Important caveat here – having an EAP doesn't automatically make a workplace mentally healthy or sustainable. Sometimes these programs are used to give the illusion of care. Come work for us! We have an EAP, and a pilates class and also a staff pool table – but don't forget to work all the time and abandon your family, friends and hobbies because lol, work is life.
To accurately take the temperature on this one, take a look at the conditions under which people are expected to work. What's the staff turnover rate? Are requests for flexible working arrangements met with distrust? Is overtime recorded in any offical way, and are staff allowed to use it as TIL (time in lieu)? If yes, do people actually take it? And do people generally treat others with respect – regardless of station?
An EAP can be really helpful, but it can't fix a poor environment.
Via a Headspace Centre
If you’re under 25, you can access counsellors, psychologists and psychiatrists for free/low cost through your local Headspace Centre (they also provide free online services). Most centres are located in densely populated areas, but they do have regional centres as well.
Via a Primary Health Network (GP referral)
Funding for accessible/complex mental health services has recently been placed with Primary Health Networks, rather than distributed across individual organisations.
- There are six Primary Health Networks in Victoria. You can find your local PHN and their contact details using this map.
- To find out more about the available services and eligibility requirements, please speak with your GP. You can also contact the PHN directly (some programs can be accessed via self-referral).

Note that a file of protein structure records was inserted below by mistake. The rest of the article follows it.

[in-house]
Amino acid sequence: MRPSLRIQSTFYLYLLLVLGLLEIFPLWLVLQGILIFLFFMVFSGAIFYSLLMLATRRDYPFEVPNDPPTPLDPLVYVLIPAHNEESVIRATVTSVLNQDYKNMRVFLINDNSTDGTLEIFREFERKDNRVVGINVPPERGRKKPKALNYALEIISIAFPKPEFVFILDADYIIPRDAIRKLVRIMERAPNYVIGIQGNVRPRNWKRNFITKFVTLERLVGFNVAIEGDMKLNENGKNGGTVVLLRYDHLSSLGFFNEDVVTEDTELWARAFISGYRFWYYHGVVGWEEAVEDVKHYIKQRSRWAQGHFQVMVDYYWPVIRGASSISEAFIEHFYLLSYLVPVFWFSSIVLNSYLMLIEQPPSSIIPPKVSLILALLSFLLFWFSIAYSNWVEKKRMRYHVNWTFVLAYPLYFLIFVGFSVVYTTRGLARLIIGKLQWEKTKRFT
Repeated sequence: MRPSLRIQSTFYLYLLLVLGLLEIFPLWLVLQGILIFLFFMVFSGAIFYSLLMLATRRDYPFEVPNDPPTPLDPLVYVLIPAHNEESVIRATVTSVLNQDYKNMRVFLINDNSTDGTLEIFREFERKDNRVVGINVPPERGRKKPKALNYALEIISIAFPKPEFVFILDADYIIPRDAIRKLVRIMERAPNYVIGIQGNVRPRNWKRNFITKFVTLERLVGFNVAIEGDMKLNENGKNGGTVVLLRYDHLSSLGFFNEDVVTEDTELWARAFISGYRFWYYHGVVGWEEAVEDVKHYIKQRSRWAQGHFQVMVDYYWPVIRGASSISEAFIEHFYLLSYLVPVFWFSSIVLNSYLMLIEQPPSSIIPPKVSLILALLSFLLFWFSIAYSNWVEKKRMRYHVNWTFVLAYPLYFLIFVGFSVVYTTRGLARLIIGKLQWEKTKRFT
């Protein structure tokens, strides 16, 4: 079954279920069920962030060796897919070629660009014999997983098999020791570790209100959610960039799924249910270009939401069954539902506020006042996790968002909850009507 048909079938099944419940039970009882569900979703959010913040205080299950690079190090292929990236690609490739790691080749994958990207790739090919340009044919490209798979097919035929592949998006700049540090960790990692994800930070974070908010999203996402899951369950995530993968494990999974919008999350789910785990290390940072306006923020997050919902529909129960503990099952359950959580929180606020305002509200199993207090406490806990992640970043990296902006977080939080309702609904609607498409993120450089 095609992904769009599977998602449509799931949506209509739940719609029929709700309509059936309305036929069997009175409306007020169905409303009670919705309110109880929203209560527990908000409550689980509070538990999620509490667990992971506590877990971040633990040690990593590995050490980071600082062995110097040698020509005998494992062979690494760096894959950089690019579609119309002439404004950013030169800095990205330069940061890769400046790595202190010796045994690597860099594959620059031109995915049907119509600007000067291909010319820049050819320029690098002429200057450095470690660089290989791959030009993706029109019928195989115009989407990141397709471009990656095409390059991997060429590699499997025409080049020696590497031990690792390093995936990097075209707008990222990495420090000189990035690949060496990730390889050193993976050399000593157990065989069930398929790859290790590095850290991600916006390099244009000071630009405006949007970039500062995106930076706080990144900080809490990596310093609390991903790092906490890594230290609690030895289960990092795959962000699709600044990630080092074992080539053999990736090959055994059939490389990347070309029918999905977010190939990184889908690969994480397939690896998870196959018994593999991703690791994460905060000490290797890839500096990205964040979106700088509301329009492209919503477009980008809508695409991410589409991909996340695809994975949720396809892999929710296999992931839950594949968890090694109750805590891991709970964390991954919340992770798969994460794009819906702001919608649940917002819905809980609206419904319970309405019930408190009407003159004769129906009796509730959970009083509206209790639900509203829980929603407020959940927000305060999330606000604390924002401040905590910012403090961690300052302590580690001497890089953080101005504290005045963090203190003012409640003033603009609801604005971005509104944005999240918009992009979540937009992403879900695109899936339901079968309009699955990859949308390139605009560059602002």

- With the exception of programs focused on suicidality, these services are aimed at those who are otherwise unable to pay the full fees or the gap payment required for the 10 Medicare rebated sessions above. They provide people with free access to counsellors, psychologists, psychiatrists, social workers etc. for a set amount of sessions, depending on the program.
- As an example, here are some of the services provided by Eastern Melbourne’s PHN (see the Client Information Sheets).
- The programs and terminology vary from PHN to PHN.
Via online or phone support services
See this list from the Victoria State Government to find an appropriate (national) service.
Some helpful definitions
A Counsellor is someone who helps their clients work through life issues with talk-therapy. You might see a counsellor to help you process feelings of grief or anxiety, or to help you with communication issues, life transitions etc. Counselling is best suited to short-term help.
A Psychologist is an expert in human behaviour. They either have a Master’s Degree or PhD, and are able to use their training to treat mental health issues using evidence based therapies and interventions, including talk therapy. They cannot prescribe medication.
A Psychiatrist is a medical doctor with a postgraduate qualification in psychiatric care. A GP can prescribe some anti-depressants/anti-anxiety medications, but psychiatrists are able to help people tackle more chemically complex issues like bipolar disorder or psychosis. They typically don’t include talk therapy as part of their ongoing services.